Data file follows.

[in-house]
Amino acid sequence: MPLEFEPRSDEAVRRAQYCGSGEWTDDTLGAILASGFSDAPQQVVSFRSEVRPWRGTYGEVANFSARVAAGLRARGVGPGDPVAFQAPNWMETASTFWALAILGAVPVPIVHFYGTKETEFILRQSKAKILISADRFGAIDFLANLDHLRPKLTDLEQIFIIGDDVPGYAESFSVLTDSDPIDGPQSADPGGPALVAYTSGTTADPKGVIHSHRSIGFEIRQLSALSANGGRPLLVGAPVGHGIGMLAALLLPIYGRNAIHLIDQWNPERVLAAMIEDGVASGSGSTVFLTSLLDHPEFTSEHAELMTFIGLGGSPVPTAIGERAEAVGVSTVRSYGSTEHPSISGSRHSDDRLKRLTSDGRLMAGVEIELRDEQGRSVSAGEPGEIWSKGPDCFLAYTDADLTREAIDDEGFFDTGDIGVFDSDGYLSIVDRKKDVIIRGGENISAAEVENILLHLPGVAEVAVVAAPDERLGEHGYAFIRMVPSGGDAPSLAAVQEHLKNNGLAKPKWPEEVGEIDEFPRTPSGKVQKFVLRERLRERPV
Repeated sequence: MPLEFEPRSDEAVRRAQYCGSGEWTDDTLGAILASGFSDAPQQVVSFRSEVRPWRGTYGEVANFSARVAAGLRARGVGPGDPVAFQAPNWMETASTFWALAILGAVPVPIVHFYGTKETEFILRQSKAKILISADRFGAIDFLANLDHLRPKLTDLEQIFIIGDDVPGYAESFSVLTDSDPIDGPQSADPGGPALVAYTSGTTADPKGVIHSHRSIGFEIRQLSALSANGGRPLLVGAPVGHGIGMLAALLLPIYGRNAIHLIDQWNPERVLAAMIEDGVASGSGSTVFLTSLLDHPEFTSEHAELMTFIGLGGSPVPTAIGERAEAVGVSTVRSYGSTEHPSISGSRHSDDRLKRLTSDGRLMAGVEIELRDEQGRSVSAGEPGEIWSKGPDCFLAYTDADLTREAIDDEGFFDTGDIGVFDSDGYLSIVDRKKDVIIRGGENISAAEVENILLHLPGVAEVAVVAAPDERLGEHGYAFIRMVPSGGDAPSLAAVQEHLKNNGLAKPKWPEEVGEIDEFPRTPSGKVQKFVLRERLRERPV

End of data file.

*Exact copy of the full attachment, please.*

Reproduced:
[in-house]
Amino acid sequence: MPLEFEPRSDEAVRRAQYCGSGEWTDDTLGAILASGFSDAPQQVVSFRSEVRPWRGTYGEVANFSARVAAGLRARGVGPGDPVAFQAPNWMETASTFWALAILGAVPVPIVHFYGTKETEFILRQSKAKILISADRFGAIDFLANLDHLRPKLTDLEQIFIIGDDVPGYAESFSVLTDSDPIDGPQSADPGGPALVAYTSGTTADPKGVIHSHRSIGFEIRQLSALSANGGRPLLVGAPVGHGIGMLAALLLPIYGRNAIHLIDQWNPERVLAAMIEDGVASGSGSTVFLTSLLDHPEFTSEHAELMTFIGLGGSPVPTAIGERAEAVGVSTVRSYGSTEHPSISGSRHSDDRLKRLTSDGRLMAGVEIELRDEQGRSVSAGEPGEIWSKGPDCFLAYTDADLTREAIDDEGFFDTGDIGVFDSDGYLSIVDRKKDVIIRGGENISAAEVENILLHLPGVAEVAVVAAPDERLGEHGYAFIRMVPSGGDAPSLAAVQEHLKNNGLAKPKWPEEVGEIDEFPRTPSGKVQKFVLRERLRERPV
Repeated sequence: MPLEFEPRSDEAVRRAQYCGSGEWTDDTLGAILASGFSDAPQQVVSFRSEVRPWRGTYGEVANFSARVAAGLRARGVGPGDPVAFQAPNWMETASTFWALAILGAVPVPIVHFYGTKETEFILRQSKAKILISADRFGAIDFLANLDHLRPKLTDLEQIFIIGDDVPGYAESFSVLTDSDPIDGPQSADPGGPALVAYTSGTTADPKGVIHSHRSIGFEIRQLSALSANGGRPLLVGAPVGHGIGMLAALLLPIYGRNAIHLIDQWNPERVLAAMIEDGVASGSGSTVFLTSLLDHPEFTSEHAELMTFIGLGGSPVPTAIGERAEAVGVSTVRSYGSTEHPSISGSRHSDDRLKRLTSDGRLMAGVEIELRDEQGRSVSAGEPGEIWSKGPDCFLAYTDADLTREAIDDEGFFDTGDIGVFDSDGYLSIVDRKKDVIIRGGENISAAEVENILLHLPGVAEVAVVAAPDERLGEHGYAFIRMVPSGGDAPSLAAVQEHLKNNGLAKPKWPEEVGEIDEFPRTPSGKVQKFVLRERLRERPV